This combination of celestial stones
make a beautiful wedding present
or house warming gift.
Special Occasions, Gift suggestions:
Many of our customers have a collection of our Plaques and stepping stones in their garden. The stones and Plaques also make unique gifts for weddings, anniversaries, a house-warming, birthdays, and holidays. Our authentic Celtic designs have been researched and carefully designed to help you connect with your family heritage. Each Stepping stone or Garden Plaque comes with a card explaining the symbolism of the design.
Besides our traditional holidays, here is a list of the traditional Celtic Holidays, which relate to "The Wheel of the Year." We list a little bit about each holiday, and our corresponding Plaque for each, here.
The Brigid's Cross is the symbol of the day. Traditionally, reeds or straw are collected from the fields and crafted into a cross. St. Brigid is Ireland’s first native saint, the most celebrated Irish female saint. Brigid as a goddess has always been associated with fire, poetry, unity, childbirth, and healing. This is a time of new growth and beginnings.
This special holiday is devoted to the patron saint of Ireland. On this day a traditional meal of corned beef and cabbage is served, and family and friends get together. The day celebrates the heritage and culture of the Irish with parades and festivals, Céilís, (musical gatherings,) the wearing of green attire and shamrocks.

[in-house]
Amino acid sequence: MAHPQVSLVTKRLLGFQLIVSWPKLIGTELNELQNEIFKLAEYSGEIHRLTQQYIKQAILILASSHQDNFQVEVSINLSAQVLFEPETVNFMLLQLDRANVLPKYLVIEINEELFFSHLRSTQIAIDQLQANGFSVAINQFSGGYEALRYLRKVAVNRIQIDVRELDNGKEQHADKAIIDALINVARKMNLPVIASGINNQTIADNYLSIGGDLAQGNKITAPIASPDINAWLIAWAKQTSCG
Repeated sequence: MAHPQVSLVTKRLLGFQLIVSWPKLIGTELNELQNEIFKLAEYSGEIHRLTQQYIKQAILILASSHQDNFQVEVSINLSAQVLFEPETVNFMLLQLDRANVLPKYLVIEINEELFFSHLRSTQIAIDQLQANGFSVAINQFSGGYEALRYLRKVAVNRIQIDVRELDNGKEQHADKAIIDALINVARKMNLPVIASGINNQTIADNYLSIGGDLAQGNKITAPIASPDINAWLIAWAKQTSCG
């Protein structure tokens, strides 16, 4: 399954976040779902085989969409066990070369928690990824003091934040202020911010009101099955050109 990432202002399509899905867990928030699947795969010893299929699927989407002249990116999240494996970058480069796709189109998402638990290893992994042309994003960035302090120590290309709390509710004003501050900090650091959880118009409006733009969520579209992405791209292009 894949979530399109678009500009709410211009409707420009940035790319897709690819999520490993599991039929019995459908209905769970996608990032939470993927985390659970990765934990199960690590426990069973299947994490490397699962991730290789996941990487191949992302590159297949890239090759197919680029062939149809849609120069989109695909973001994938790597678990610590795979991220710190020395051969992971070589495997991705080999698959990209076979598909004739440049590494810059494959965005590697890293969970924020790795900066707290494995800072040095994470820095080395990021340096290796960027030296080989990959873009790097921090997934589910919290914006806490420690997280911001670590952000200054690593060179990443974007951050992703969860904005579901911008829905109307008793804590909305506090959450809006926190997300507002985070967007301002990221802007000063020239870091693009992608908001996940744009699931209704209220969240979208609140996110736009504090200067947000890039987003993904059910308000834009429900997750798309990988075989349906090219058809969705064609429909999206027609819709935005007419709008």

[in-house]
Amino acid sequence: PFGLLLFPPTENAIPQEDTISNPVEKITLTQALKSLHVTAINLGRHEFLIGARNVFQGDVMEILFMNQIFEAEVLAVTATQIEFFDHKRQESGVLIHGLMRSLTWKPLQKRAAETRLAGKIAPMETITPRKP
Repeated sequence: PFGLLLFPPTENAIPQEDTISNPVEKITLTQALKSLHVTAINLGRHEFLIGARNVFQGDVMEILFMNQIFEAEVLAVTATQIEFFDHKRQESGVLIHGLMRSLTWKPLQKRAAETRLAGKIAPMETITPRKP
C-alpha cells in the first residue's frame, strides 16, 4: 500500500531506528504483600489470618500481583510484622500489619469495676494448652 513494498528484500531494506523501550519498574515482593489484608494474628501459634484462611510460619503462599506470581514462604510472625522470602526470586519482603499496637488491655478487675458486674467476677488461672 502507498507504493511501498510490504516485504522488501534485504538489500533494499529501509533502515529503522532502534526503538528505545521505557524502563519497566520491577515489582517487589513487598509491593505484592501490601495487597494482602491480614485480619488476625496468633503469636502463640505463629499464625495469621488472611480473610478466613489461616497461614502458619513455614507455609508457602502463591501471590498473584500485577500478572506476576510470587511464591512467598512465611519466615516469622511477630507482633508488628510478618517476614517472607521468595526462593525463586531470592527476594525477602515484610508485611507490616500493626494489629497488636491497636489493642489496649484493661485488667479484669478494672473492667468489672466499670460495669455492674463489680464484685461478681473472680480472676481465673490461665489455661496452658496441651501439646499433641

This is considered the middle of the Spring season and is also referred to as the Spring Equinox. As Spring reaches its midpoint, night and day stand in perfect balance, with light on the increase. The natural world is coming alive. The next full moon is called Ostara and is sacred to Eostre a Saxon Lunar Goddess whose two symbols were the egg and the rabbit. The hare is a symbol of the moon. Easter comes from the name Eostre, which is celebrated on the first Sunday after the first full moon following the vernal equinox.
Beltane honors Life. It represents the peak of Spring and the beginning of Summer. Earth energies are at their strongest and most active. All of life is bursting with potent fertility. It is a popular time for weddings or Handfastings, ( a traditional betrothal for ”a year and a day”.) Another common element is “jumping the broomstick” - this goes back to a time when two people who could not afford a church ceremony, or want one, would be accepted in the community as a married couple if they literally jumped over a broom laid on the floor. The broom marked a 'threshold', moving from an old life to a new one.
A celebration of the Sun and the Earth. As we watch the ripening, flowering and fruiting all around us, we can’t help but be moved by, and grateful for, the generosity of the Earth Mother. It is the longest day of the year, the shortest night, and a tipping point: From here on out the days get shorter and the nights get longer. Each year, at Stonehenge, thousands of people gather to celebrate the sunrise.
Lammas is the celebration of the first Harvest, of grain, a time for gathering in and giving thanks for abundance.In the Wheel of the Year cycle, Mabon or the Autumn Equinox is the Second Harvest of fruit and crops, and Samhain is the third and Final Harvest of nuts and berries .